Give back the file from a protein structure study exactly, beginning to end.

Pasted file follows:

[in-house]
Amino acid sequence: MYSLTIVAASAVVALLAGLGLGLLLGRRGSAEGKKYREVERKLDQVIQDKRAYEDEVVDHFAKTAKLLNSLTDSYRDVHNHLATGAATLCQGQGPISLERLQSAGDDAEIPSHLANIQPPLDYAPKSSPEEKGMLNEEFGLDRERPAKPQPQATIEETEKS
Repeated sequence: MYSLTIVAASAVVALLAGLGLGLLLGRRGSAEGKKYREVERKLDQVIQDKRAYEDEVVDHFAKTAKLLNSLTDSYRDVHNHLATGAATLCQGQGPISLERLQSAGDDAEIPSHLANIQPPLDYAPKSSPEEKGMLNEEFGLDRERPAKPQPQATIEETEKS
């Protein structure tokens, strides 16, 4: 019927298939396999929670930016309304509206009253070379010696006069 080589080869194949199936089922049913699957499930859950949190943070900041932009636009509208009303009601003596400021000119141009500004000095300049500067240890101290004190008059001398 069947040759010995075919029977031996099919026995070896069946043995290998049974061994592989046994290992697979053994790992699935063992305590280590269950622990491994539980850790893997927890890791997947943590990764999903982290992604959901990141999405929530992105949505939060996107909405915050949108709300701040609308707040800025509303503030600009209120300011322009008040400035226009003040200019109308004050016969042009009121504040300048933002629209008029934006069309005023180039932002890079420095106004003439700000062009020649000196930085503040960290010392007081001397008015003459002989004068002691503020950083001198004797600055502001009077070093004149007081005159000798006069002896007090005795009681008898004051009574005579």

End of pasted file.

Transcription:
[in-house]
Amino acid sequence: MYSLTIVAASAVVALLAGLGLGLLLGRRGSAEGKKYREVERKLDQVIQDKRAYEDEVVDHFAKTAKLLNSLTDSYRDVHNHLATGAATLCQGQGPISLERLQSAGDDAEIPSHLANIQPPLDYAPKSSPEEKGMLNEEFGLDRERPAKPQPQATIEETEKS
Repeated sequence: MYSLTIVAASAVVALLAGLGLGLLLGRRGSAEGKKYREVERKLDQVIQDKRAYEDEVVDHFAKTAKLLNSLTDSYRDVHNHLATGAATLCQGQGPISLERLQSAGDDAEIPSHLANIQPPLDYAPKSSPEEKGMLNEEFGLDRERPAKPQPQATIEETEKS
């Protein structure tokens, strides 16, 4: 019927298939396999929670930016309304509206009253070379010696006069 080589080869194949199936089922049913699957499930859950949190943070900041932009636009509208009303009601003596400021000119141009500004000095300049500067240890101290004190008059001398 069947040759010995075919029977031996099919026995070896069946043995290998049974061994592989046994290992697979053994790992699935063992305590280590269950622990491994539980850790893997927890890791997947943590990764999903982290992604959901990141999405929530992105949505939060996107909405915050949108709300701040609308707040800025509303503030600009209120300011322009008040400035226009003040200019109308004050016969042009009121504040300048933002629209008029934006069309005023180039932002890079420095106004003439700000062009020649000196930085503040960290010392007081001397008015003459002989004068002691503020950083001198004797600055502001009077070093004149007081005159000798006069002896007090005795009681008898004051009574005579």